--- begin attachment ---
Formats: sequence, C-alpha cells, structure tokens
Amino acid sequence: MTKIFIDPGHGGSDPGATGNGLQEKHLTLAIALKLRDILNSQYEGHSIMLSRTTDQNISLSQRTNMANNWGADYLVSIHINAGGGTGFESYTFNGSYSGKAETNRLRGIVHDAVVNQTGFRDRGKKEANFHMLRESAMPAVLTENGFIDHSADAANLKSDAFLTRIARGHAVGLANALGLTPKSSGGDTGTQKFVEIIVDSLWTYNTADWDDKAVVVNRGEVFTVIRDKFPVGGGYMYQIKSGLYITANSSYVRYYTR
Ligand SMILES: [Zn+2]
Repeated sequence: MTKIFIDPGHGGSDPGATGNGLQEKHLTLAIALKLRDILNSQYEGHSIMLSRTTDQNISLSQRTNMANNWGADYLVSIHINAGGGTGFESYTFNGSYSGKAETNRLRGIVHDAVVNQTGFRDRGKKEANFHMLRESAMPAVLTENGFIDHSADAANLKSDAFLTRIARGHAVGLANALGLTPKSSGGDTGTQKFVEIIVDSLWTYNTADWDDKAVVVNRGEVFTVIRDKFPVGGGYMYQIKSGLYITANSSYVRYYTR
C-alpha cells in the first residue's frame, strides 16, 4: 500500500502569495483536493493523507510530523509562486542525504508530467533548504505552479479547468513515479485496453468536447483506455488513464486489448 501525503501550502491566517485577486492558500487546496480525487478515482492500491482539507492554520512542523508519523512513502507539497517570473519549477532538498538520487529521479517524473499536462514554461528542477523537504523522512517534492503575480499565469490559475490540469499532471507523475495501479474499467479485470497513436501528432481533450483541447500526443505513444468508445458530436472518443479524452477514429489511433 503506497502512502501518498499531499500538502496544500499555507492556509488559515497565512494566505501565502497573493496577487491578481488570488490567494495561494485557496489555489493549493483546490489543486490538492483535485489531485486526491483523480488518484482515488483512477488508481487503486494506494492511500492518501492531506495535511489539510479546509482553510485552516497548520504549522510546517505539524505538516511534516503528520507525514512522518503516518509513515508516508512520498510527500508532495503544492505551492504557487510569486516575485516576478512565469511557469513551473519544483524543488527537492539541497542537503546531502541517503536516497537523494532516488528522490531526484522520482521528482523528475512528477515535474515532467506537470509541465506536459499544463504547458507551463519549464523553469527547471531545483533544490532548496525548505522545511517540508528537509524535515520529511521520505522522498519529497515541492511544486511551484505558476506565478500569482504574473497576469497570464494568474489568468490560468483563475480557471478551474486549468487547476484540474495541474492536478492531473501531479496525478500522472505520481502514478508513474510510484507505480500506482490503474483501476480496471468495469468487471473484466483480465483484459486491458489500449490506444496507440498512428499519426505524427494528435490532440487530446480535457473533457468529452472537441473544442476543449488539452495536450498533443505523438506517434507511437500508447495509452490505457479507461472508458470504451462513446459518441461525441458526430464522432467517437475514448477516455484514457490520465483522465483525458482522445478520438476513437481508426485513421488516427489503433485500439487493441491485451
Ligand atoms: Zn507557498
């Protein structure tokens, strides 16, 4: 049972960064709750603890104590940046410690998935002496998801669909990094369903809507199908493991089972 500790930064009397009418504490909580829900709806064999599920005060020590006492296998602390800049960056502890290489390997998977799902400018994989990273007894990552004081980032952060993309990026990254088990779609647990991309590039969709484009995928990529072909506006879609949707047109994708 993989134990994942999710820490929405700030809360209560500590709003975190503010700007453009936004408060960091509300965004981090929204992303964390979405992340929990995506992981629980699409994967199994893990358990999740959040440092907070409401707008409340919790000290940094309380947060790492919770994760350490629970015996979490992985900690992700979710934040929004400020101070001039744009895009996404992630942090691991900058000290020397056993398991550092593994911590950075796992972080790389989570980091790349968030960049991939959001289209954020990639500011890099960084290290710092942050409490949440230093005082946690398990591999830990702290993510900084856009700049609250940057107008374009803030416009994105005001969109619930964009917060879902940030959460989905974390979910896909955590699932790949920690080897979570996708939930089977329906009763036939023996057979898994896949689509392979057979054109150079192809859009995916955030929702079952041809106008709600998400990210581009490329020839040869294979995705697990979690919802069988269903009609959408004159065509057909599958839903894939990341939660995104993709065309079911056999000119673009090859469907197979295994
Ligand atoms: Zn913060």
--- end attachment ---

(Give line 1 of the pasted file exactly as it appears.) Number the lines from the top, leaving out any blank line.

Formats: sequence, C-alpha cells, structure tokens